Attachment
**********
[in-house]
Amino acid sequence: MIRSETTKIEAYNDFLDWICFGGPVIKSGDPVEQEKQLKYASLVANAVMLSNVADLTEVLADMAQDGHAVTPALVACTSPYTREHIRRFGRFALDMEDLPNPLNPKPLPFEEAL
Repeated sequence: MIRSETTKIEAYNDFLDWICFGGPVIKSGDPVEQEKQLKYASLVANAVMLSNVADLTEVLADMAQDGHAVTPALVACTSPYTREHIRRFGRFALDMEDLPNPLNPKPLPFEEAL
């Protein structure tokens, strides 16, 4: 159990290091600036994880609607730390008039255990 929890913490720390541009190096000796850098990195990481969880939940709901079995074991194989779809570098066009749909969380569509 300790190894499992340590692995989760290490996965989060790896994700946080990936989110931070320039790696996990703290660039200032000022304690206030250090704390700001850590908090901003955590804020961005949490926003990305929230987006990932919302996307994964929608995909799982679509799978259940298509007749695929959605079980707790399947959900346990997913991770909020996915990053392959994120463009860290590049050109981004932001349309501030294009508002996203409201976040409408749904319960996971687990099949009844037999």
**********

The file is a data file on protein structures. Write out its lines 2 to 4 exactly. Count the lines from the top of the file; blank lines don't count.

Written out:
Amino acid sequence: MIRSETTKIEAYNDFLDWICFGGPVIKSGDPVEQEKQLKYASLVANAVMLSNVADLTEVLADMAQDGHAVTPALVACTSPYTREHIRRFGRFALDMEDLPNPLNPKPLPFEEAL
Repeated sequence: MIRSETTKIEAYNDFLDWICFGGPVIKSGDPVEQEKQLKYASLVANAVMLSNVADLTEVLADMAQDGHAVTPALVACTSPYTREHIRRFGRFALDMEDLPNPLNPKPLPFEEAL
């Protein structure tokens, strides 16, 4: 159990290091600036994880609607730390008039255990 929890913490720390541009190096000796850098990195990481969880939940709901079995074991194989779809570098066009749909969380569509 300790190894499992340590692995989760290490996965989060790896994700946080990936989110931070320039790696996990703290660039200032000022304690206030250090704390700001850590908090901003955590804020961005949490926003990305929230987006990932919302996307994964929608995909799982679509799978259940298509007749695929959605079980707790399947959900346990997913991770909020996915990053392959994120463009860290590049050109981004932001349309501030294009508002996203409201976040409408749904319960996971687990099949009844037999």